I am looking into becoming a Dental Hygienist in CA. I have two misdemeanor DUI convictions from 2011, and 2013. From what I have read, when the time comes for me to apply for my license, I will likely run into problems with the board concerning my record. Currently, I am on probation until 7/25/16, but would like to have my record expunged after that. I know that the convictions will still show up on some background checks, but I'm guessing I will have a better chance of obtaining licensing if there is evidence of expungement.
File your PC1203.4 Petitions for Dismissal on 7/26/2016. Best to consult with a licensing attorney in your area before filing your application. Disclosure of the convictions is required either way and you'll need explain what happened and what steps you've taken toward rehabilitation. Best of luck to you.
SAN DIEGO CRIMINAL DEFENSE ATTORNEY--20 years experience
There is no true "expungement" in California. The best we have currently is a retroactive dismissal under Penal Code 1203.4. It helps for employment, but it doesn't erase the conviction and you must still disclose it on licensing applications such as you're seeking. Yes, I've heard that seeking the dismissal, while not completely cleaning your record, does show a proactive step towards getting your past behind you.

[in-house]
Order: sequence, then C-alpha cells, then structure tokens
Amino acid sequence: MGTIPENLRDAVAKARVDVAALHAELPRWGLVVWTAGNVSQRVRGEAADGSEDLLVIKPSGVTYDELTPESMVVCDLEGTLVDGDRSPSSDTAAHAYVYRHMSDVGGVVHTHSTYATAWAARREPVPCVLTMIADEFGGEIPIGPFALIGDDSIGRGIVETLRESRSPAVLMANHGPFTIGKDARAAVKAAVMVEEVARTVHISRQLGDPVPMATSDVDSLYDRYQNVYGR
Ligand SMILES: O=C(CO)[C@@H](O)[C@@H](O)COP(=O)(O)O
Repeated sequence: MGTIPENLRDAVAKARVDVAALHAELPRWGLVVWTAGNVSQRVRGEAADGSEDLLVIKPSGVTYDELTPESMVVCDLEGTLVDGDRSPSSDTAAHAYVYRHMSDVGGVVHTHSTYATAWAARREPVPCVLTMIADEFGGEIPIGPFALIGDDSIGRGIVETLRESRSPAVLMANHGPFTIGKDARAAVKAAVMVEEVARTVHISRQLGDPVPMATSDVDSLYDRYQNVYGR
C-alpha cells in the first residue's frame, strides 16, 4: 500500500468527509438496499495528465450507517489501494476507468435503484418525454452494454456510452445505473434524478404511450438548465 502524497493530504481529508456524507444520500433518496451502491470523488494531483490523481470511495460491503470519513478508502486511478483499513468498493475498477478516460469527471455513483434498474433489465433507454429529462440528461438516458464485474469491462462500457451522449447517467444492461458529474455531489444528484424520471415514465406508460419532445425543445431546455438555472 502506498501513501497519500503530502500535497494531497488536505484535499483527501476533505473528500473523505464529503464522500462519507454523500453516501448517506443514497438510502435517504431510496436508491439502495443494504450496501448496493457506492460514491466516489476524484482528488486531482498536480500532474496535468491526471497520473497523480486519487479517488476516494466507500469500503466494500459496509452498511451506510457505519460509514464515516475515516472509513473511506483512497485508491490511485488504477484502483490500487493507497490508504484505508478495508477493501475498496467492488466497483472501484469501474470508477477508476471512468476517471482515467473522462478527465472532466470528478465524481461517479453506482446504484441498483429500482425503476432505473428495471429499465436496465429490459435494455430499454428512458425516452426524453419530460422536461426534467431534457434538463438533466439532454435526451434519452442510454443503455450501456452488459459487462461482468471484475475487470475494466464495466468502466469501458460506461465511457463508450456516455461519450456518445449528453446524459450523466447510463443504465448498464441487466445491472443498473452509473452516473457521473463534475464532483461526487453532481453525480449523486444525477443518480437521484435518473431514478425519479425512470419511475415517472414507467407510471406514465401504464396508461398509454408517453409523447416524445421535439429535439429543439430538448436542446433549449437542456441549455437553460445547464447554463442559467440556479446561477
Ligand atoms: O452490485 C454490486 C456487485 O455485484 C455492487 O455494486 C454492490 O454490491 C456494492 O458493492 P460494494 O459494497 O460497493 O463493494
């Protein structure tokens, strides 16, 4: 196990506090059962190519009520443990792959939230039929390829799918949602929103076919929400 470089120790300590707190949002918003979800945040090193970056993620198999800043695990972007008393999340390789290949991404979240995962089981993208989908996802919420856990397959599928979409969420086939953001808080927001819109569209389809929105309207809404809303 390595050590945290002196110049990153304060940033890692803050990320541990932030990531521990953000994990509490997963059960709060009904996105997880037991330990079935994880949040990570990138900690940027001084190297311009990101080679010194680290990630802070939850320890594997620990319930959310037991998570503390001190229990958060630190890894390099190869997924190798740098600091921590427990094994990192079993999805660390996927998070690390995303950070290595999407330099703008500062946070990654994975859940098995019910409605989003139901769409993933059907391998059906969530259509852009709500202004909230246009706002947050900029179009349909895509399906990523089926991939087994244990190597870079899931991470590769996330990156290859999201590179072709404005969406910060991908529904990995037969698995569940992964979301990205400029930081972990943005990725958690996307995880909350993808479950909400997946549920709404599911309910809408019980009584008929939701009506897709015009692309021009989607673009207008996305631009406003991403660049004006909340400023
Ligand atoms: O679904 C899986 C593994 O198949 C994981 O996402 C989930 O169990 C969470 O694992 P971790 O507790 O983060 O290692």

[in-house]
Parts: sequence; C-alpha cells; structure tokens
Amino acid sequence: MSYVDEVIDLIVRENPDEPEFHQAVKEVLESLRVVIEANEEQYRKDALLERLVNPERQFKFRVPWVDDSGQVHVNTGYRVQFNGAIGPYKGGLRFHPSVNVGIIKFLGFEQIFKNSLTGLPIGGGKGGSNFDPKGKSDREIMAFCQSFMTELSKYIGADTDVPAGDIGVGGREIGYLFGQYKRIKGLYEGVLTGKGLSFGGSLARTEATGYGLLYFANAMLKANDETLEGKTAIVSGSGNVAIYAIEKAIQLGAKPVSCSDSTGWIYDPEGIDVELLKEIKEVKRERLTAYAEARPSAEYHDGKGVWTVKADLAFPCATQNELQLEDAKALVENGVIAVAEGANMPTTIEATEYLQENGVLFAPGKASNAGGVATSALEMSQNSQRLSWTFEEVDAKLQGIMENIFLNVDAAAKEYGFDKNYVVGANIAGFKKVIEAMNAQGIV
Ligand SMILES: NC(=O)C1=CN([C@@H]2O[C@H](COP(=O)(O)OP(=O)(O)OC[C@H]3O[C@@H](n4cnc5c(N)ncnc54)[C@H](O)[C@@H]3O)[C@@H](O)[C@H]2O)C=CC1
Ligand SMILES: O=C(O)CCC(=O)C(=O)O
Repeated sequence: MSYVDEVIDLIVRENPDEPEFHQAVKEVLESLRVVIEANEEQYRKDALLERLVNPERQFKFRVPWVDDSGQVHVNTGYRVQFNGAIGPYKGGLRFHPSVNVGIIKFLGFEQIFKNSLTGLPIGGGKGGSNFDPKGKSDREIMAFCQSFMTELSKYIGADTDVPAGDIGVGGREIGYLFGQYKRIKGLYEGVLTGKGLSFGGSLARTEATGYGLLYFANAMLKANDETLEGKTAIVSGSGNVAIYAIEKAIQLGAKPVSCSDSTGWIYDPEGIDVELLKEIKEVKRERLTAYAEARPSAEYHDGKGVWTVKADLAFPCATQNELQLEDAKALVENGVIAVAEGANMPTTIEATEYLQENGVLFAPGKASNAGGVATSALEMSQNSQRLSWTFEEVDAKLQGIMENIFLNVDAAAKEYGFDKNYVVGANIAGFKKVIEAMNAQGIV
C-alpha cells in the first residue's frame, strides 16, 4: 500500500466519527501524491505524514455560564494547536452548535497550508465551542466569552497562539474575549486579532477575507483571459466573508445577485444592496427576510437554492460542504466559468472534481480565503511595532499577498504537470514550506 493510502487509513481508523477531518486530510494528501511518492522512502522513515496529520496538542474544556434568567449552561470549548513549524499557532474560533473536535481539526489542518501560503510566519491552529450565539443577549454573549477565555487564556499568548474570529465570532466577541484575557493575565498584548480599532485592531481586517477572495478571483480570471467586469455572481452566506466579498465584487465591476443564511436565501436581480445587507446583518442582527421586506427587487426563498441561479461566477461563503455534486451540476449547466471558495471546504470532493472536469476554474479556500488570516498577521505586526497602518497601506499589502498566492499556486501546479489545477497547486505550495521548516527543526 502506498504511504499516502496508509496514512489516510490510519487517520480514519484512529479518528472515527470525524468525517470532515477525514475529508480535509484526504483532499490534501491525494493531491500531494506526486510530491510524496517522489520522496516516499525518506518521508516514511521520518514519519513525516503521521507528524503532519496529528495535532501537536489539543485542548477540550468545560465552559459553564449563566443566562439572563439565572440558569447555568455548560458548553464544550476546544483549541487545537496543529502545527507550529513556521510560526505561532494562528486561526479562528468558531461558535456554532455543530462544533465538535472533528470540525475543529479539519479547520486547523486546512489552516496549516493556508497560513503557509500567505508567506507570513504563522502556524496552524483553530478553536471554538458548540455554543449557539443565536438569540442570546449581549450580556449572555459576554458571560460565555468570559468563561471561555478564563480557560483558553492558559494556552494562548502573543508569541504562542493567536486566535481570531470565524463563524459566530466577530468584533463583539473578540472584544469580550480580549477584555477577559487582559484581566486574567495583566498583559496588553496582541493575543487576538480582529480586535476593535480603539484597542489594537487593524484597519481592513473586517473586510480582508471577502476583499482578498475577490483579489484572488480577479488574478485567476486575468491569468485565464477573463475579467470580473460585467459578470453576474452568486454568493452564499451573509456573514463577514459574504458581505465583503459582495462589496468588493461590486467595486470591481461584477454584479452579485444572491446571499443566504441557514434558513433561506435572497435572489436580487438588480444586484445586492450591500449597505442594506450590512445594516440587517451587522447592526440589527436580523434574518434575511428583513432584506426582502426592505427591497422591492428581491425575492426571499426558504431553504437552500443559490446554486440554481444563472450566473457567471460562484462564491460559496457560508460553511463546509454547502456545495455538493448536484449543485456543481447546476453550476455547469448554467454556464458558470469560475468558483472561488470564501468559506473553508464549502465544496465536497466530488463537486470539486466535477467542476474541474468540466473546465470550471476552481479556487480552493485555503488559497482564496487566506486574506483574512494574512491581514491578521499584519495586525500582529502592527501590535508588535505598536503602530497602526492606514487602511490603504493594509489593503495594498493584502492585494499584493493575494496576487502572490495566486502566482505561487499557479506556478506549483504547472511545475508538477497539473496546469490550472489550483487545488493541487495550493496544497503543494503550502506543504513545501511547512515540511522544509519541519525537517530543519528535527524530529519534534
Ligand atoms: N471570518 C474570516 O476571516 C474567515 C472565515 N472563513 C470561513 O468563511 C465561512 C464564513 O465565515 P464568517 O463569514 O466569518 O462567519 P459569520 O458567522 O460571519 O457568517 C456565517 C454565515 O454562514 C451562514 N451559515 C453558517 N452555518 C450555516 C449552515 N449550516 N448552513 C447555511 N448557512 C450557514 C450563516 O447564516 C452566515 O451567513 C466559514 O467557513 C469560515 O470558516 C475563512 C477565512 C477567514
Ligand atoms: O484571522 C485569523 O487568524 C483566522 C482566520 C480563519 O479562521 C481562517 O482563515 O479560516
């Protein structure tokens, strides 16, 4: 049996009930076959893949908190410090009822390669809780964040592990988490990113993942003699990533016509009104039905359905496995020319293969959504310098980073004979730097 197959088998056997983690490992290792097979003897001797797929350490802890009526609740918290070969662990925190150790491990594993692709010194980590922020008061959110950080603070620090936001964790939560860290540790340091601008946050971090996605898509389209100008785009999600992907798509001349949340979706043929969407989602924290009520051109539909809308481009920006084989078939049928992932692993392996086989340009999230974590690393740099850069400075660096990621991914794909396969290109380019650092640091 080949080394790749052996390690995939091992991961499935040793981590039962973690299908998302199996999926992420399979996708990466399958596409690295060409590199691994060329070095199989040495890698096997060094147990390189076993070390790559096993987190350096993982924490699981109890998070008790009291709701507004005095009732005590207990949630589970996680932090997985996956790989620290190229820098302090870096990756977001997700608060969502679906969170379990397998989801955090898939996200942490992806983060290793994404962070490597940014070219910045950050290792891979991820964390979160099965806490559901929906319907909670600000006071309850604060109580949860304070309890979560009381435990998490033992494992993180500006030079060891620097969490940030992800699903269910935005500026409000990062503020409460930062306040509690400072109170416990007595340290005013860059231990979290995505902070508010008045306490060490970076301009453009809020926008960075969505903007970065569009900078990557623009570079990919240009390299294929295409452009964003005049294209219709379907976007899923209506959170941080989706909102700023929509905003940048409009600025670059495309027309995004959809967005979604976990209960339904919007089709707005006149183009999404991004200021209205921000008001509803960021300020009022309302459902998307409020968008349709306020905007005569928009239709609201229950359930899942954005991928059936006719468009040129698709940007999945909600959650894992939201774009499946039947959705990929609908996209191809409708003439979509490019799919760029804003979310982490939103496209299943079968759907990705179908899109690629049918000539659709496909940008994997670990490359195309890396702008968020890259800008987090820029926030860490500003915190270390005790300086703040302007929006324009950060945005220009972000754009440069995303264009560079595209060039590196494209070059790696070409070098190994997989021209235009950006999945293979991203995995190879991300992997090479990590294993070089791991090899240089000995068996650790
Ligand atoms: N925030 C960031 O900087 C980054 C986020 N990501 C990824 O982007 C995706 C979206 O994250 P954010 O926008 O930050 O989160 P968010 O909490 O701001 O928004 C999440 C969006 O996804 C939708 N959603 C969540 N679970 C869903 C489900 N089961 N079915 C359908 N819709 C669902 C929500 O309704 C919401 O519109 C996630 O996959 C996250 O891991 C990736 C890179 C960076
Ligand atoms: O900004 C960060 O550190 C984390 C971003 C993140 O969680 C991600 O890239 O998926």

I'd suggest seeking a paid consultation with an attorney that specifically handles licensing issues. They can further advise how best to proceed, what steps you can take now to make yourself a better applicant as well as to help you through the application (and potentially appeals) process. Consider their time an investment in your future.
At a minimum, if you haven't already, I would strongly recommend that just avoiding DUIs isn't enough at this point - you will need to demonstrate rehabilitation. Documented ongoing AA meetings, rehab, etc.
Discuss this all with your licensing attorney.
The above answer is for general information only and is based on the information you posted. Every case is fact dependent, so to get a thorough analysis of your situation, you will need to consult face to face with an attorney licensed to practice in the jurisdiction where the incident took place. Do not conclusively rely on any information posted online when deciding what to do about your case.
I would look into hiring a criminal defense attorney to do a 1203.3 motion to terminate probation early. I have written letters for use by criminal defense attorneys to end probation early, because I have heard that judges need a substantive reason to let you off of probation early -- something more than just "probation sucks," in other words.
And yes, you do need a consultation with a licensing attorney, because getting licensed with your record will pose several challenges and the whole process needs to be managed carefully.
These answers are not legal advice, and cannot be relied on as though they are legal advice. Responses to your questions on Avvo do NOT establish an attorney-client relationship with me.
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